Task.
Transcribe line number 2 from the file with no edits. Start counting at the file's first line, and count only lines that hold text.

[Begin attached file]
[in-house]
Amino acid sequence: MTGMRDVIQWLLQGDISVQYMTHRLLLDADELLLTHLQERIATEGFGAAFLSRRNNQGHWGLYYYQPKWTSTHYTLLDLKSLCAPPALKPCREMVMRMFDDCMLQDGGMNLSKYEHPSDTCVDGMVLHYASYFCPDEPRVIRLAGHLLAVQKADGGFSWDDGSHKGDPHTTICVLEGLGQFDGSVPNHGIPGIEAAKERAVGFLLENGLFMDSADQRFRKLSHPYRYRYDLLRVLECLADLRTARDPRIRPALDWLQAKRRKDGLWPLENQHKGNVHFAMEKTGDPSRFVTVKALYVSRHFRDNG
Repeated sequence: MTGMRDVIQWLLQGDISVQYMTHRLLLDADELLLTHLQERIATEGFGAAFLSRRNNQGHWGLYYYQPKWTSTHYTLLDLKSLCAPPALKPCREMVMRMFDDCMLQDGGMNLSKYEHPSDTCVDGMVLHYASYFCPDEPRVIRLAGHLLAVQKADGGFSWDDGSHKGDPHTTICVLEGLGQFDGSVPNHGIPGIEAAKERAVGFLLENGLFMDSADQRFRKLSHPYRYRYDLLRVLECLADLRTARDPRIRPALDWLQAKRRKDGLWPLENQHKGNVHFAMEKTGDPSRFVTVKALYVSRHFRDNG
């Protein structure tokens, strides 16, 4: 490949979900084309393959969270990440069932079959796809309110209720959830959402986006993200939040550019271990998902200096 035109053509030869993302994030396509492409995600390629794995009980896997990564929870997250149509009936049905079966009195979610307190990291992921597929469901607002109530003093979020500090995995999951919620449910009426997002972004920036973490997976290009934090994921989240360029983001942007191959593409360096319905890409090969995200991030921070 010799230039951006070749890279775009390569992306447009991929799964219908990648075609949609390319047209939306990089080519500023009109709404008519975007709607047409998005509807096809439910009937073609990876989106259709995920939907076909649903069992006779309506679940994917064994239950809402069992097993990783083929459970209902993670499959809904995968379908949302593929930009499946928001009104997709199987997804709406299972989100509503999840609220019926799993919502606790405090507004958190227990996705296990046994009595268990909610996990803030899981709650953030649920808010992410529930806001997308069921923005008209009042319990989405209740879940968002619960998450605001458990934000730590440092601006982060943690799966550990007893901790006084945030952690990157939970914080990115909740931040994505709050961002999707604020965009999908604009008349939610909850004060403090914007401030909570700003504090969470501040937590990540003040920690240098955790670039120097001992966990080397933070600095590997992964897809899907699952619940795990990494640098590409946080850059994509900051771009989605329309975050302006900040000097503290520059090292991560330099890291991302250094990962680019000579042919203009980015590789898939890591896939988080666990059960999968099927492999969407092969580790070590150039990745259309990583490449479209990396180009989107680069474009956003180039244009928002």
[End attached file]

Amino acid sequence: MTGMRDVIQWLLQGDISVQYMTHRLLLDADELLLTHLQERIATEGFGAAFLSRRNNQGHWGLYYYQPKWTSTHYTLLDLKSLCAPPALKPCREMVMRMFDDCMLQDGGMNLSKYEHPSDTCVDGMVLHYASYFCPDEPRVIRLAGHLLAVQKADGGFSWDDGSHKGDPHTTICVLEGLGQFDGSVPNHGIPGIEAAKERAVGFLLENGLFMDSADQRFRKLSHPYRYRYDLLRVLECLADLRTARDPRIRPALDWLQAKRRKDGLWPLENQHKGNVHFAMEKTGDPSRFVTVKALYVSRHFRDNG